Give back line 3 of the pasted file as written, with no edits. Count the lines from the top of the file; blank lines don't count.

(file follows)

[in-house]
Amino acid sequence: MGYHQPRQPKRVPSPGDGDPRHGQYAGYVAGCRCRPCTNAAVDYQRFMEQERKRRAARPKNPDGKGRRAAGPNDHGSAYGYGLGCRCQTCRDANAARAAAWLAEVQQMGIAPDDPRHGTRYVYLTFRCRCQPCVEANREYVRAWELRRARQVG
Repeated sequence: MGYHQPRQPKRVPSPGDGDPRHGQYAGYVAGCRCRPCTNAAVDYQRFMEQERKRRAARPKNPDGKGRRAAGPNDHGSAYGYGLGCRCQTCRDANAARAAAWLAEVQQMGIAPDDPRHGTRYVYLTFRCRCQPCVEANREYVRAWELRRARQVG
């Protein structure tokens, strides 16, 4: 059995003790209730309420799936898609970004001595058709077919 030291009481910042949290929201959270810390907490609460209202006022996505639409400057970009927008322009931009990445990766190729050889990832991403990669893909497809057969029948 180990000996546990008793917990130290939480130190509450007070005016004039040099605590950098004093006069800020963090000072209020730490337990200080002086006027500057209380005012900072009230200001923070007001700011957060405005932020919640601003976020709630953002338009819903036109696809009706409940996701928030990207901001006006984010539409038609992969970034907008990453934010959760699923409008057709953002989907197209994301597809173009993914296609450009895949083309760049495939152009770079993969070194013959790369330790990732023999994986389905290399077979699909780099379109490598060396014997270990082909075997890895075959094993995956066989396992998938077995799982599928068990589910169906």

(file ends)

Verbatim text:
Repeated sequence: MGYHQPRQPKRVPSPGDGDPRHGQYAGYVAGCRCRPCTNAAVDYQRFMEQERKRRAARPKNPDGKGRRAAGPNDHGSAYGYGLGCRCQTCRDANAARAAAWLAEVQQMGIAPDDPRHGTRYVYLTFRCRCQPCVEANREYVRAWELRRARQVG